Wednesday, November 02, 2005
When I was away from the blog for a couple of months I noticed that I was still getting around 25 hits per week. I wondered "are there really that many bored folks that have nothing better to do than to keep checking back on my silly site? Why don't they just subscribe to the RSS feed and wait until I update?" Well, while I was occasionally getting a new visitor from some of the folks I've been linked from, it still didn't make sense.
Well, when I looked a bit closer at individual hits I noticed most shared an interesting similarity: a visit duration of zero seconds. Now, does it make sense for all these folks to be opening my blog just to jump out after loading? No, it doesn't. What does make sense, though, is to conjecture that my blog is being automatically pre-loading and cached. Many browsers, programs and ISPs do this as a way to "accelerate" page loads. The way it works is that while you are reading a web page and your browser is idle, in the background it visits to the various links on the page being read and retrieves the files needed, especially graphics, so that it's ready to give you that quick load sensation just in case you decide to go there. In other words, the majority of the "hits" I receive do not represent a person reading my musings but rather a machine just pulling the data and putting it on the shelf, where more often than not it just sits until the man behind the curtain wanders off to another room, leaving my bits to gather digital dust.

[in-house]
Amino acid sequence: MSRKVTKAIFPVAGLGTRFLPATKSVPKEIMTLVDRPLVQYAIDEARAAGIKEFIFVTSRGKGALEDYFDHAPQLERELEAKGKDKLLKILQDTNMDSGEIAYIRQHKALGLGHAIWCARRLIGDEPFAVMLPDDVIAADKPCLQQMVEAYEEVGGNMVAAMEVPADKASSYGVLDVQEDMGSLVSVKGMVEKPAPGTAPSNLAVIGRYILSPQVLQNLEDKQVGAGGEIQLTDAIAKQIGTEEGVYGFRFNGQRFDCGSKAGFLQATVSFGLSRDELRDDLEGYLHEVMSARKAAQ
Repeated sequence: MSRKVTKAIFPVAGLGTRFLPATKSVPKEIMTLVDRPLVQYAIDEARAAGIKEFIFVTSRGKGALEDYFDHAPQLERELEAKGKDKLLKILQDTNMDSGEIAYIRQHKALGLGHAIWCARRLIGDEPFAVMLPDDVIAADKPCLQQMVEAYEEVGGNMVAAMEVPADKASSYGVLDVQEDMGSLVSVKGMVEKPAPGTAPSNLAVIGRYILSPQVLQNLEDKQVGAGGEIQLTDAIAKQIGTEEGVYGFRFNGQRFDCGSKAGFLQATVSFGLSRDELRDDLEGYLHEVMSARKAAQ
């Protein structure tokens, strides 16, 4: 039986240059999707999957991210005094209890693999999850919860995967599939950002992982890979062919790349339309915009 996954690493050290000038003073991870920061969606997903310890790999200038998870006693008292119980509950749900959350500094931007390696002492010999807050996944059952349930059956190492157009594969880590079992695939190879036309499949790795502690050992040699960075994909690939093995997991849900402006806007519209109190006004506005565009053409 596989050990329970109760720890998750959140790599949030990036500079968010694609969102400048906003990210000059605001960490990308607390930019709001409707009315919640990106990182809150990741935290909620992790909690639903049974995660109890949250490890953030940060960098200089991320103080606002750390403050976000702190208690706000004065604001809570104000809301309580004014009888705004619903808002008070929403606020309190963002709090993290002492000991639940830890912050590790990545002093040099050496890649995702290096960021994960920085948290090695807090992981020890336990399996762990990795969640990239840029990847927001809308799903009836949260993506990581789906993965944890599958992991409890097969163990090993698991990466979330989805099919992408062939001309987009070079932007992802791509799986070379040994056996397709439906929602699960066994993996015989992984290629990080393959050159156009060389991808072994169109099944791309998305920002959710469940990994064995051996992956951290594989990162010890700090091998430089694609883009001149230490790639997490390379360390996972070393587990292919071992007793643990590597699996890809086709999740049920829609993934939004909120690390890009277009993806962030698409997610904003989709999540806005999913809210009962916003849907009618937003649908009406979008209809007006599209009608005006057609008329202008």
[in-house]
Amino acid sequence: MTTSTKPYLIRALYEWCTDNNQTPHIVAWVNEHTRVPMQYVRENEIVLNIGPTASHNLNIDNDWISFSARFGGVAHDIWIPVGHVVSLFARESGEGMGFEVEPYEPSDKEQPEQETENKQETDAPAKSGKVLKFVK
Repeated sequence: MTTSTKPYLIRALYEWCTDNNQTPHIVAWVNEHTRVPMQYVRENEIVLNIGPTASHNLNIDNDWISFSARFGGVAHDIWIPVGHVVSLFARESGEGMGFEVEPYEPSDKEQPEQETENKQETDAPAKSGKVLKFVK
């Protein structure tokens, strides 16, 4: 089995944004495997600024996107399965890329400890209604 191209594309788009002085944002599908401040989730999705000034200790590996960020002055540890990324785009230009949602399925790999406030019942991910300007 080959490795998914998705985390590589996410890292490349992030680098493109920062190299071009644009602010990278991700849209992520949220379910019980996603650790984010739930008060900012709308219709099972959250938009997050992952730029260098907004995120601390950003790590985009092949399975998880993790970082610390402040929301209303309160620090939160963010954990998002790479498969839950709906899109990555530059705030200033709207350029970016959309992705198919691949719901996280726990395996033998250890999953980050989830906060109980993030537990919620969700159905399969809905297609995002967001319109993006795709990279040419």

Bottom line: hit counters are nice bling-bling, but often don't mean what they seem to say.
Update: Thanks to my man Bubblehead for reminding me to RTFM. "Duration" is defined as time between two page loads on the same site, so someone who follows a link to the site but doesn't poke around registers "0:00" duration regardless of how much they actually read. I still believe, though, that there is a certain amount of 'bot traffic and pre-loading that cannot be accurately determined.